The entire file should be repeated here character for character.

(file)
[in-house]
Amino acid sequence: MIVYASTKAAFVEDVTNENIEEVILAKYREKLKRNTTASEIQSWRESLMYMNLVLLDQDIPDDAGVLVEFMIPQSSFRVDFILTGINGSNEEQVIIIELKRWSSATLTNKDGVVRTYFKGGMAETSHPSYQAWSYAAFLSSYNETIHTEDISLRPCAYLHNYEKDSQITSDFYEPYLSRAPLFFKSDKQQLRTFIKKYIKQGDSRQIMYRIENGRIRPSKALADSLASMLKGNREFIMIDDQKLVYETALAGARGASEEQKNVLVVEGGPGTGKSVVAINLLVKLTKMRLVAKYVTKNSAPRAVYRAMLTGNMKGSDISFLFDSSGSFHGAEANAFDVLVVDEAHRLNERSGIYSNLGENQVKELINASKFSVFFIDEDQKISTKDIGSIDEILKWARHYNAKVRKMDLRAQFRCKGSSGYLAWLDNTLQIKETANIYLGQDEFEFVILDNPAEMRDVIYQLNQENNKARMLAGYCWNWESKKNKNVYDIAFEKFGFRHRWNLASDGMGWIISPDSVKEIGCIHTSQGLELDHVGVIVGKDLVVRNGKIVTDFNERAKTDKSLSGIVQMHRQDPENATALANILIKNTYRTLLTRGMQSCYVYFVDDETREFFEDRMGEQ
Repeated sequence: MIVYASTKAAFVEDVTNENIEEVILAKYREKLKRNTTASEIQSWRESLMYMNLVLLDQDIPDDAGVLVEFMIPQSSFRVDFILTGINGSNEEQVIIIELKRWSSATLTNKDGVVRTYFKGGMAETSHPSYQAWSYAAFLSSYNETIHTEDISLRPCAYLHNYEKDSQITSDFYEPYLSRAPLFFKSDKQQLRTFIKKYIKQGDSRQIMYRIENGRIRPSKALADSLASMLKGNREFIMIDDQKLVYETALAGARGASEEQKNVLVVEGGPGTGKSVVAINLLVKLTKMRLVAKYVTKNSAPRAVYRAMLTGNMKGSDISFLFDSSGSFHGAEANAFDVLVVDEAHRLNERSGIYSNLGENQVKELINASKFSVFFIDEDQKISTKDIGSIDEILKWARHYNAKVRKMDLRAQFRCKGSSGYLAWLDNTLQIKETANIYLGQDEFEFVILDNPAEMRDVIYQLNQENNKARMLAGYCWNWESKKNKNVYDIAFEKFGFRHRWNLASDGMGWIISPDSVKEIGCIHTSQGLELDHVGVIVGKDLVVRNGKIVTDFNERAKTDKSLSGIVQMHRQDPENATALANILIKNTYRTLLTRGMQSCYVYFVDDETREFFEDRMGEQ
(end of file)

[in-house]
Amino acid sequence: MIVYASTKAAFVEDVTNENIEEVILAKYREKLKRNTTASEIQSWRESLMYMNLVLLDQDIPDDAGVLVEFMIPQSSFRVDFILTGINGSNEEQVIIIELKRWSSATLTNKDGVVRTYFKGGMAETSHPSYQAWSYAAFLSSYNETIHTEDISLRPCAYLHNYEKDSQITSDFYEPYLSRAPLFFKSDKQQLRTFIKKYIKQGDSRQIMYRIENGRIRPSKALADSLASMLKGNREFIMIDDQKLVYETALAGARGASEEQKNVLVVEGGPGTGKSVVAINLLVKLTKMRLVAKYVTKNSAPRAVYRAMLTGNMKGSDISFLFDSSGSFHGAEANAFDVLVVDEAHRLNERSGIYSNLGENQVKELINASKFSVFFIDEDQKISTKDIGSIDEILKWARHYNAKVRKMDLRAQFRCKGSSGYLAWLDNTLQIKETANIYLGQDEFEFVILDNPAEMRDVIYQLNQENNKARMLAGYCWNWESKKNKNVYDIAFEKFGFRHRWNLASDGMGWIISPDSVKEIGCIHTSQGLELDHVGVIVGKDLVVRNGKIVTDFNERAKTDKSLSGIVQMHRQDPENATALANILIKNTYRTLLTRGMQSCYVYFVDDETREFFEDRMGEQ
Repeated sequence: MIVYASTKAAFVEDVTNENIEEVILAKYREKLKRNTTASEIQSWRESLMYMNLVLLDQDIPDDAGVLVEFMIPQSSFRVDFILTGINGSNEEQVIIIELKRWSSATLTNKDGVVRTYFKGGMAETSHPSYQAWSYAAFLSSYNETIHTEDISLRPCAYLHNYEKDSQITSDFYEPYLSRAPLFFKSDKQQLRTFIKKYIKQGDSRQIMYRIENGRIRPSKALADSLASMLKGNREFIMIDDQKLVYETALAGARGASEEQKNVLVVEGGPGTGKSVVAINLLVKLTKMRLVAKYVTKNSAPRAVYRAMLTGNMKGSDISFLFDSSGSFHGAEANAFDVLVVDEAHRLNERSGIYSNLGENQVKELINASKFSVFFIDEDQKISTKDIGSIDEILKWARHYNAKVRKMDLRAQFRCKGSSGYLAWLDNTLQIKETANIYLGQDEFEFVILDNPAEMRDVIYQLNQENNKARMLAGYCWNWESKKNKNVYDIAFEKFGFRHRWNLASDGMGWIISPDSVKEIGCIHTSQGLELDHVGVIVGKDLVVRNGKIVTDFNERAKTDKSLSGIVQMHRQDPENATALANILIKNTYRTLLTRGMQSCYVYFVDDETREFFEDRMGEQ